One of the drives of my work was when I bumped into the book Borders/Fronteras de New Mestiza by Gloria Anzaldua in how important has been the study of our ancestors, the specificity of mexico in relation to  where we come from, and how the majority of the population in this specific place now called mexico is still called by some ‘turtle island’.


    These people are mestizo/a/e and this is a mix in between the native people of the land and the european conquistadores, and me myself being a mestizo I always felt that I had inside of me the oppressor and the oppressed plus being queer in an extreme catholic country made growing up very confusing in terms of who I was. I felt I had this beast (my queerness) that was an enemy or an evil spirit that wouldn't let me free, and in difference of Gloria Anzaldua that she grew up acknowledging her indigenous roots and traditions, I didn't have this I grew up in a city called Guadalajara in a white mexican environment I went to a school with a european model of education. 


  • It took me a while to stand up for myself but eventually I did it, I recently moved back to Mexico and it's my first time living in Mexico city, it has a very special intimacy, people are warm and very caring, I have met wonderful free spirited beings. Probably my only queer community when I was growing up in Mexico was a secret boyfriend I had when I was 16, he was 9 years older than me, at that time that gave me a lot of freedom. It wasn't until I moved to London when I was 19 where I started to adventure myself into my sexuality, London has a lot of freedom, as nobody cares who you are and what you do, they let you be, and it is a solitary place, but I am quite solitary, so everything worked out in London.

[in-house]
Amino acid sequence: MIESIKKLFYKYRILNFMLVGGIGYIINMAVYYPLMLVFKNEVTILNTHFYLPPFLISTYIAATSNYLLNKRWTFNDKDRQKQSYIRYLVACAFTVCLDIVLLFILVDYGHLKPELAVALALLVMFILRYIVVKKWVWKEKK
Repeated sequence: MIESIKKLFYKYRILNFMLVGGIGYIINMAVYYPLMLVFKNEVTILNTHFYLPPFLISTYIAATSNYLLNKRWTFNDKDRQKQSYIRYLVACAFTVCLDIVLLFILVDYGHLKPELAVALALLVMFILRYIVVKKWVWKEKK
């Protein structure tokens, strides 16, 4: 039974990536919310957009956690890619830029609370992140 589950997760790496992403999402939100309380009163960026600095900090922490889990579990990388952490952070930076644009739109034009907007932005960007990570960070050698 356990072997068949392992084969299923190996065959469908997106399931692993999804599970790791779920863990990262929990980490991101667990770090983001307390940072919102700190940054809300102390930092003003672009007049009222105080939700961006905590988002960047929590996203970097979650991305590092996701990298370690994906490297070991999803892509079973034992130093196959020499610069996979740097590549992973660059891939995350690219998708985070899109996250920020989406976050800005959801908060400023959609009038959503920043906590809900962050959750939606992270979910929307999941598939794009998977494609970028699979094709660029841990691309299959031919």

Pronouns: He/Him

    Location: London & Mexico City

    Born in Mexico, Alejandro graduated from his MA in Sculpture in 2020 from the Royal College of Arts in London. Alejandro's work investigates the tension between today’s market economy and the natural world, often trying to escape materialistic possessions ending in feelings of alienation. While studying themes of meditation and magic that consider the balance between pleasure and pain. Decay, death, and rebirth. Time becomes a medium where stages become part of the work, evolving as a performative element. The work moves between mediums;sculpture, painting and performance.